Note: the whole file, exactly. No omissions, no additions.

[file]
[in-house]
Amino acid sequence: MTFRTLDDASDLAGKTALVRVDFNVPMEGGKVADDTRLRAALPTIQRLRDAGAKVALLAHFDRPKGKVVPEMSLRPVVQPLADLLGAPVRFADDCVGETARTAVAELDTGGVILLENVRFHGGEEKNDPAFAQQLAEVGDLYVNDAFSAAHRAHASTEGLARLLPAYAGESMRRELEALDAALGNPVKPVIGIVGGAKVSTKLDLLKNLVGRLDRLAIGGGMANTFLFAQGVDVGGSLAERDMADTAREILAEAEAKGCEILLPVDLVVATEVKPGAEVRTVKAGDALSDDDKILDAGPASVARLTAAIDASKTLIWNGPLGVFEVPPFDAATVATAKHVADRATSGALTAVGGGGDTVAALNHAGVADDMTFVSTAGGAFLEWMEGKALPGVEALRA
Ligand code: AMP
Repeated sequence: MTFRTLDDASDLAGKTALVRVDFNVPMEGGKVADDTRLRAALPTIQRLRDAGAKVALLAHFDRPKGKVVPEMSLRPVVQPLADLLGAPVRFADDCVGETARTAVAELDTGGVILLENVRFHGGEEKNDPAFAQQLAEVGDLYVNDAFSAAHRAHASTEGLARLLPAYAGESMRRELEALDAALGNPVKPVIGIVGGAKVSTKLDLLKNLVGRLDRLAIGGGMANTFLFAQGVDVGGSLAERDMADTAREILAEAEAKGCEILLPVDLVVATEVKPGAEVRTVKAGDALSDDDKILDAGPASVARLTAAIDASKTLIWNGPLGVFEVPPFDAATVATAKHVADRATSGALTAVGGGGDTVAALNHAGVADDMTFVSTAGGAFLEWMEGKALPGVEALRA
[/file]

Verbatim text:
[in-house]
Amino acid sequence: MTFRTLDDASDLAGKTALVRVDFNVPMEGGKVADDTRLRAALPTIQRLRDAGAKVALLAHFDRPKGKVVPEMSLRPVVQPLADLLGAPVRFADDCVGETARTAVAELDTGGVILLENVRFHGGEEKNDPAFAQQLAEVGDLYVNDAFSAAHRAHASTEGLARLLPAYAGESMRRELEALDAALGNPVKPVIGIVGGAKVSTKLDLLKNLVGRLDRLAIGGGMANTFLFAQGVDVGGSLAERDMADTAREILAEAEAKGCEILLPVDLVVATEVKPGAEVRTVKAGDALSDDDKILDAGPASVARLTAAIDASKTLIWNGPLGVFEVPPFDAATVATAKHVADRATSGALTAVGGGGDTVAALNHAGVADDMTFVSTAGGAFLEWMEGKALPGVEALRA
Ligand code: AMP
Repeated sequence: MTFRTLDDASDLAGKTALVRVDFNVPMEGGKVADDTRLRAALPTIQRLRDAGAKVALLAHFDRPKGKVVPEMSLRPVVQPLADLLGAPVRFADDCVGETARTAVAELDTGGVILLENVRFHGGEEKNDPAFAQQLAEVGDLYVNDAFSAAHRAHASTEGLARLLPAYAGESMRRELEALDAALGNPVKPVIGIVGGAKVSTKLDLLKNLVGRLDRLAIGGGMANTFLFAQGVDVGGSLAERDMADTAREILAEAEAKGCEILLPVDLVVATEVKPGAEVRTVKAGDALSDDDKILDAGPASVARLTAAIDASKTLIWNGPLGVFEVPPFDAATVATAKHVADRATSGALTAVGGGGDTVAALNHAGVADDMTFVSTAGGAFLEWMEGKALPGVEALRA